Prop 15 would create the Cancer Prevention and Research Institute of Texas and authorize the state to issue up to $3 billion in bonds over 10 years starting in 2009 to finance research for curing cancer. Ten percent would go to cancer prevention efforts.
Texans to Cure Cancer, a political action committee whose treasurer is former Comptroller John Sharp, is supporting the amendment, along with several nonprofits and politicians in a bi-partisan effort.
Cancer is expected to kill 37,030 Texans this year, and 95,310 new cases are expected to be diagnosed in Texas in 2007, according to Texans Curing Cancer. The disease is the leading cause of death for Texas women between ages 35 and 74 and the second-leading cause of death among children ages 1 to 14.In Texas, lung cancer is the most prevalent form of cancer, followed by breast, prostate and colon cancer, said James Gray, head of government relations in Texas for the American Cancer Society.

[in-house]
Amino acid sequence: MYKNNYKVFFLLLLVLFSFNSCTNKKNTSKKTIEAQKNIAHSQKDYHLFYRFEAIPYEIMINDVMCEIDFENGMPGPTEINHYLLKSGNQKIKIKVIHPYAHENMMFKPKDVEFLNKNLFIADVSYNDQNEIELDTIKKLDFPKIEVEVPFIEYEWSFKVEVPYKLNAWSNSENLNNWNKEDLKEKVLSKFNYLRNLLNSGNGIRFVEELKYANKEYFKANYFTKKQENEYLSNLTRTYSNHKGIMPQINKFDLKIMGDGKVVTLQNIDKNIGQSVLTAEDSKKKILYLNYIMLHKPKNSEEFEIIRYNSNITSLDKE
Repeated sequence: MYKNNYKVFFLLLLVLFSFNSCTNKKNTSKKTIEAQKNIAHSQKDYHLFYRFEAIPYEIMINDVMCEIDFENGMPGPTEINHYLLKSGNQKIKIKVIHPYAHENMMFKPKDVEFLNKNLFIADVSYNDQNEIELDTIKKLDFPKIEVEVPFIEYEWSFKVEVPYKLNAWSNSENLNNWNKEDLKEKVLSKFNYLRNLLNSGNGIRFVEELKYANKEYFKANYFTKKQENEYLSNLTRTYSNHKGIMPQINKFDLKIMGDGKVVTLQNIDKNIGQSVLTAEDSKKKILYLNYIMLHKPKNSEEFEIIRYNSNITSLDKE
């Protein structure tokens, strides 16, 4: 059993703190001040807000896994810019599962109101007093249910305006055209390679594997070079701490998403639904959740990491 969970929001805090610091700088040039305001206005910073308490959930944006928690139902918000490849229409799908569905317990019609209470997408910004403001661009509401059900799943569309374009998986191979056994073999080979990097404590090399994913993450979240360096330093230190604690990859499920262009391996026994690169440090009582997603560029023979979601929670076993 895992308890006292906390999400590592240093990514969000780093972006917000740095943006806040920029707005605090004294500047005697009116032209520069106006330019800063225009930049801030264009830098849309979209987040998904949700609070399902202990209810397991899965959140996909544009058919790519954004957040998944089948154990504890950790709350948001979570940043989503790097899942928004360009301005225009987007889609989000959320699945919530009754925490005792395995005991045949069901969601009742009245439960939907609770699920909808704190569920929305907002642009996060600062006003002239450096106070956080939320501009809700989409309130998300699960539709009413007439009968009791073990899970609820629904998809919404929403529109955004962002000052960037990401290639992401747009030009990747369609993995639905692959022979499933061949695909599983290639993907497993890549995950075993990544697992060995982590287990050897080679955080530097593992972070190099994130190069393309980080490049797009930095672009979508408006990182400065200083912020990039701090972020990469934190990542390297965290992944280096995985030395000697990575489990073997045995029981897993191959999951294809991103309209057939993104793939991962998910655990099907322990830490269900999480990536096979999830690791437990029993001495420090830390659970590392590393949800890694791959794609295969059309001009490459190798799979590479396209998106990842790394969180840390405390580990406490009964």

One reason the state amendment is so necessary, Gray said, is because federal funding isn’t sufficient and most cancer research grants don’t get financed.
Still, Texas has major urban cancer research facilities and there is cancer research occurring in mid-sized cities like Tyler and Lubbock, Gray said. He said passage of the amendment could lead to more research in those places.
Excerpted from AP News article by Kelley Shannon, October 4